Kuwait Opposition 'needs Unity' After Poll Comeback

Kuwait opposition 'needs unity' after poll comeback

KUWAIT CITY, Dec 1, (APP - UrduPoint / Pakistan Point News - 01st Dec, 2016 ) - Kuwait's Islamist-dominated opposition made a strong showing in the Gulf state's parliamentary elections, but analysts say the loose coalition must forge strong unity to become an effective political force.

Saturday's polls were the first in nearly four years contested by the opposition, whose diverse components agree on some issues such as rejecting government austerity measures but are split on many others.

Political parties are banned in Kuwait, which has been ruled by the Al-Sabah family for two and a half centuries and was the first Gulf Arab state to adopt a parliamentary system in 1962. But many groups operate freely as de facto parties.

As a result, the opposition coalition is made up of individuals, rather than well-defined parties with a distinct ideology. The opposition groups boycotted two general elections in 2012 and 2013 in protest at a change in the voting system brought unilaterally by the government.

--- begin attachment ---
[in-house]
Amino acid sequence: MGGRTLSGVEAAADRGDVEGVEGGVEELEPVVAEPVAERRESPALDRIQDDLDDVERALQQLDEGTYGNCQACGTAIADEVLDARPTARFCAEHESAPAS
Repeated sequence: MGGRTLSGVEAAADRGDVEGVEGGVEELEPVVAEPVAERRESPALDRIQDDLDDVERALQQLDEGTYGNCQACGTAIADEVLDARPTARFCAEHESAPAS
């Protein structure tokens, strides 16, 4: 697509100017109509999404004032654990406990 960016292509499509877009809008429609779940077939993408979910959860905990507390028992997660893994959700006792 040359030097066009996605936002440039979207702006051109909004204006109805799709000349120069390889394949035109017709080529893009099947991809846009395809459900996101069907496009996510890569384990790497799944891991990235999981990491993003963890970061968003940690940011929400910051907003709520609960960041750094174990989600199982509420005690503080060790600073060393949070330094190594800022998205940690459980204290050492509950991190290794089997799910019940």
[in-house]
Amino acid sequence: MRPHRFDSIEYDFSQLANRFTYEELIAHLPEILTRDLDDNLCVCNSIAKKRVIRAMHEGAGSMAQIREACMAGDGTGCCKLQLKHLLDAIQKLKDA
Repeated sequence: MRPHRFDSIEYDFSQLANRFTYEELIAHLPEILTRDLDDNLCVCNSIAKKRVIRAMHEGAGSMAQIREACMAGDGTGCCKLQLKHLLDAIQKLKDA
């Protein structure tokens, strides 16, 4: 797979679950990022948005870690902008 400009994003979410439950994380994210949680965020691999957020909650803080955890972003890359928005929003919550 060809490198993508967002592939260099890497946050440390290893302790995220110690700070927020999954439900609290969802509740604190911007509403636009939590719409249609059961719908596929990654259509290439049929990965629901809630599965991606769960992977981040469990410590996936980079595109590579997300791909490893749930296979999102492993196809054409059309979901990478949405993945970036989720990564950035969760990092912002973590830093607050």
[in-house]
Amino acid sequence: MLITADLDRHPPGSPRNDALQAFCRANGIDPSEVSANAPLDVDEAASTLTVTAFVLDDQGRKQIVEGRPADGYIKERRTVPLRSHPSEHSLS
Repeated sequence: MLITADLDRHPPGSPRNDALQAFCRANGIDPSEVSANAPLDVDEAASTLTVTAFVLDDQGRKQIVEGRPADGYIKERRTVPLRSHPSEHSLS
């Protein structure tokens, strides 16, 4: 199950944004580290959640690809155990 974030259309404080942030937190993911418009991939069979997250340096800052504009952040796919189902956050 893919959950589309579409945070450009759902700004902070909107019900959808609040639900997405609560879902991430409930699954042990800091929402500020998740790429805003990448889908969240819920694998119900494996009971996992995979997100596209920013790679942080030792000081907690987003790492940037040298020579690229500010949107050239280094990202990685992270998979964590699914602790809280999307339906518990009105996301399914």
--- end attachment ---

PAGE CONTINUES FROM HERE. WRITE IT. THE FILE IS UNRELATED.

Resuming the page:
But they decided to contest the November 26 snap polls to stop what they called a "political deterioration" in the oil-rich emirate.

"The opposition is not a single entity. It is a coalition of groups and individuals not linked by a distinct ideology or even a programme," said political analyst Abdulwahed Khalfan.

"They differ in their directions and goals but they meet under a common umbrella of opposing the government," Khalfan told AFP. Islamists took nearly half of the 24 seats won by the opposition in the 50-member parliament.

The rest went to nationalists and liberals. The main Islamist group is the Muslim Brotherhood-linked Islamic Constitutional Movement (ICM) which won six seats along with its allies. The radical Salafists and their supporters won five seats.

"I think we will see more than one opposition bloc in parliament ... Not all opposition members can be classified under one category," political analyst Saleh al-Saeedi said. "They will agree on a number of priority issues ... On populist issues, their number will increase as other MPs will join," Saeedi told AFP.